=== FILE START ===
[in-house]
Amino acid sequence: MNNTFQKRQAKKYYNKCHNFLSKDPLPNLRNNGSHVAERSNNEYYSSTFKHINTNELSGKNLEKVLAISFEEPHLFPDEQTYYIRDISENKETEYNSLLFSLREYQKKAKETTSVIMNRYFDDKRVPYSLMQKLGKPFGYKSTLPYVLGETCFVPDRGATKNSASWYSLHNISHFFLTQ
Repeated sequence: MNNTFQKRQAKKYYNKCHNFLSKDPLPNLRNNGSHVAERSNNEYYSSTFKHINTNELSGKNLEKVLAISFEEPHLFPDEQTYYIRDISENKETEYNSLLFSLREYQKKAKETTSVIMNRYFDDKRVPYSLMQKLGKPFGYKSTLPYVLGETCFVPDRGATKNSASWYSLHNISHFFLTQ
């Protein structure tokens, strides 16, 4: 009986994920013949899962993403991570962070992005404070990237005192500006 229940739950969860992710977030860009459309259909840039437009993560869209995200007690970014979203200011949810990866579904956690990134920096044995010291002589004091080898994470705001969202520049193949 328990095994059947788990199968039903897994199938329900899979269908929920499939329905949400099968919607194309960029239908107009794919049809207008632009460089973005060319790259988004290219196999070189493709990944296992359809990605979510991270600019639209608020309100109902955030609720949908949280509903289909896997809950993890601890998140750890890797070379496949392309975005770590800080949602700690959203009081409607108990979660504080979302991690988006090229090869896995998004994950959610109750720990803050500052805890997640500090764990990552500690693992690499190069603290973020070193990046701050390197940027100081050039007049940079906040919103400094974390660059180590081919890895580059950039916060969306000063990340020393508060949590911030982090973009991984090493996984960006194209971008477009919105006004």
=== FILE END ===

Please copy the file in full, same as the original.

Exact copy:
[in-house]
Amino acid sequence: MNNTFQKRQAKKYYNKCHNFLSKDPLPNLRNNGSHVAERSNNEYYSSTFKHINTNELSGKNLEKVLAISFEEPHLFPDEQTYYIRDISENKETEYNSLLFSLREYQKKAKETTSVIMNRYFDDKRVPYSLMQKLGKPFGYKSTLPYVLGETCFVPDRGATKNSASWYSLHNISHFFLTQ
Repeated sequence: MNNTFQKRQAKKYYNKCHNFLSKDPLPNLRNNGSHVAERSNNEYYSSTFKHINTNELSGKNLEKVLAISFEEPHLFPDEQTYYIRDISENKETEYNSLLFSLREYQKKAKETTSVIMNRYFDDKRVPYSLMQKLGKPFGYKSTLPYVLGETCFVPDRGATKNSASWYSLHNISHFFLTQ
């Protein structure tokens, strides 16, 4: 009986994920013949899962993403991570962070992005404070990237005192500006 229940739950969860992710977030860009459309259909840039437009993560869209995200007690970014979203200011949810990866579904956690990134920096044995010291002589004091080898994470705001969202520049193949 328990095994059947788990199968039903897994199938329900899979269908929920499939329905949400099968919607194309960029239908107009794919049809207008632009460089973005060319790259988004290219196999070189493709990944296992359809990605979510991270600019639209608020309100109902955030609720949908949280509903289909896997809950993890601890998140750890890797070379496949392309975005770590800080949602700690959203009081409607108990979660504080979302991690988006090229090869896995998004994950959610109750720990803050500052805890997640500090764990990552500690693992690499190069603290973020070193990046701050390197940027100081050039007049940079906040919103400094974390660059180590081919890895580059950039916060969306000063990340020393508060949590911030982090973009991984090493996984960006194209971008477009919105006004």